A Transition-Rich IEP Measurable postsecondary goals Assessment/Present levels of achievement
Assessment-Based PLAAFP What kinds of assessments (informal and formal)? Are the areas assessed the most important ones for this student, given his/her postschool goals? (individualized!) Are they age-appropriate? Are they valid and reliable for the students you are assessing? Who administers assessments? When? How Often? How are results shared with students and with the IEP team? How are results tracked over time? How are results used to develop goals and courses of study, and to determine service needs?
Information Needs for Accountability Students present levels of achievement and functional performance Supports and accommodations needed Students performance regarding state standards and benchmarks
Information Needs for Student- Focused Planning Temperament Learning Preferences & Styles Background Information Worker/ Personal Characteristics Vocational & Occupational Skills Interests Aptitudes Functional/Life Skills Supports and Accommodations
Additional Guidance for Transition Assessments Dr. Jim Martin, University of Oklahoma, stresses at least 4 important areas to assess: 1.Self-determination skills – Self-awareness, Self-advocacy, Self-efficacy, Decision-making, Independent performance, Self- evaluation, Adjustment 2.Career/vocational interests – reading, nonreading tools 3.Basic (overall) transition skills – all relevant adult life domains 4.Functional vocational assessment (when indicated)– much more depthful evaluation for those needing it
Example of Transition Assessment Results in PLAAFP DOMAIN Community Participation STRENGTHS Parent: Volunteers at Rec Center on weekends; supervisor reports great people skills and work attitudes. Student: Enjoy working with kids. Home/Indepen- dent Living Parent: Keeps room fairly clean, does family chores with little argument. Student: Do my chores; dont know how to manage money very well. Jobs and Job Training Student: worked as lifeguard in summer Parent: Supervisor said good attendance, following directions, people skills Counselor: ASVAB results showed high interests in human services, physical performance, and mgmt, with high aptitudes in human services & physical perf.
Comprehensive Transition Assessment Tools Transition Planning Inventory-Revised (TPI-R) ProEd, Austin Texas (www.proedinc.com) Scales of Independent Behavior - R Riverside Publishing (http://www.riverpub.com) Informal Assessments for Transition Planning ProEd, Austin Texas (www.proedinc.com) Enderle-Severson Transition Rating Form Casey Life Skills Assessment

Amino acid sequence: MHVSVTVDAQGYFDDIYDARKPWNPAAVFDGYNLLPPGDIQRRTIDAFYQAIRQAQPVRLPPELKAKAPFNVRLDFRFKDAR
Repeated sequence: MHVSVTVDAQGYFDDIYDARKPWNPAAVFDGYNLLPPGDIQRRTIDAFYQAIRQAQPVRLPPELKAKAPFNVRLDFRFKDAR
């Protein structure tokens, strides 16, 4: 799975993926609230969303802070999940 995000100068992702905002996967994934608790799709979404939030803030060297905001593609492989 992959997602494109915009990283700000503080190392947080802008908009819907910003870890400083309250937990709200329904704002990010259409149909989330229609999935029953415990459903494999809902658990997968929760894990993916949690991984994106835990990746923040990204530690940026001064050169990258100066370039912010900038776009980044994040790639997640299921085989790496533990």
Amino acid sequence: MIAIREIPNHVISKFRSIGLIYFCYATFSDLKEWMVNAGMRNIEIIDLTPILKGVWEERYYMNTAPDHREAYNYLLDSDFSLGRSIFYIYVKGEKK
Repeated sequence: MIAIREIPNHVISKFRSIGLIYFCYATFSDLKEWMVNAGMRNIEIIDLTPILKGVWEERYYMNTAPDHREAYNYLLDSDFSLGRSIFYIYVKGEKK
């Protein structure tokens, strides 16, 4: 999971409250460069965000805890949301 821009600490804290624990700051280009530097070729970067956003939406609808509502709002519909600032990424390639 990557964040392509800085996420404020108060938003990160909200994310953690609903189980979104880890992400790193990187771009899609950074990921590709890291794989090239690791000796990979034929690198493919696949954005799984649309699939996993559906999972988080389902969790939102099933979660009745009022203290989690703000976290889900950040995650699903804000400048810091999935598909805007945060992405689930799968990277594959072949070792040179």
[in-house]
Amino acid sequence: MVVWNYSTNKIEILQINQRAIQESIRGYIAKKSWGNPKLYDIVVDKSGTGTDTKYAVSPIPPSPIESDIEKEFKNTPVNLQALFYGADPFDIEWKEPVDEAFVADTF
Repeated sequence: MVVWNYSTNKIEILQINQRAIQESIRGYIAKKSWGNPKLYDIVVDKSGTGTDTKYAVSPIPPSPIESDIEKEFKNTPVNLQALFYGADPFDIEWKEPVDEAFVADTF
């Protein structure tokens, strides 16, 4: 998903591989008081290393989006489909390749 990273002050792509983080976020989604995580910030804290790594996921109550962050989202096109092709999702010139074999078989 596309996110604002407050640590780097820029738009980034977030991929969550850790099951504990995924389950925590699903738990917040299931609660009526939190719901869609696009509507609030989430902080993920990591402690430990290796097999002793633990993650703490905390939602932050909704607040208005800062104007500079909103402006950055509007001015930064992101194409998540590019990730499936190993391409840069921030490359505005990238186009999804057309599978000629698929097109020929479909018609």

Free Resources for Transition Assessment – Job Seekers >> Career Prospects System Occupational Profiler U.S. Dept of Labor O*NET - Interest profiler, ability profiler Armed Services Vocational Aptitude Battery (ASVAB) – Age Appropriate Transition Assessment Guide – Age Appropriate Transition Assessment Fact Sheet
A Transition-Rich IEP Transition services/ linkages with designated responsibility & timelines Measurable postsecondary goals Assessment/Present levels of achievement Long-term activities (e.g., instruction) and services, including course of study
Transition Services and Linkages – Designated Responsibility Is the student likely to need outside agency services (for a successful transition) during the next year? For the current year, any evidence in IEP that representatives of any of the following agencies/services were invited to participate in the IEP development? Postsecondary education, vocational training, or continuing and adult education Integrated employment (including supported employment) Independent living or community participation NOTE: Must obtain consent to invite until IEP team member!
Measurable Transition Services and Linkages Must address categories of Instruction, Related Services, Community Experiences, and Employment/Other Adult Postschool Areas What does address mean? What does measurable mean in this section? Only address Daily Living and Functional Vocational Evaluation if appropriate
Example Transition Services/ Linkages Page (PED IEP form) Activities/ Strategies: INSTRUCTION Agency/ Responsib. TimelinesDocumented Completion or Other -Teach Jana the Paraphrasing Strategy -Provide needed modifications and accommodations in core academic classes -Research, identify, & visit at least 3 colleges of interest -School/special educator teacher -School/general ed teachers -Jana (w/case mgr or transition specialist monitor) -Sept-Oct Fall 2008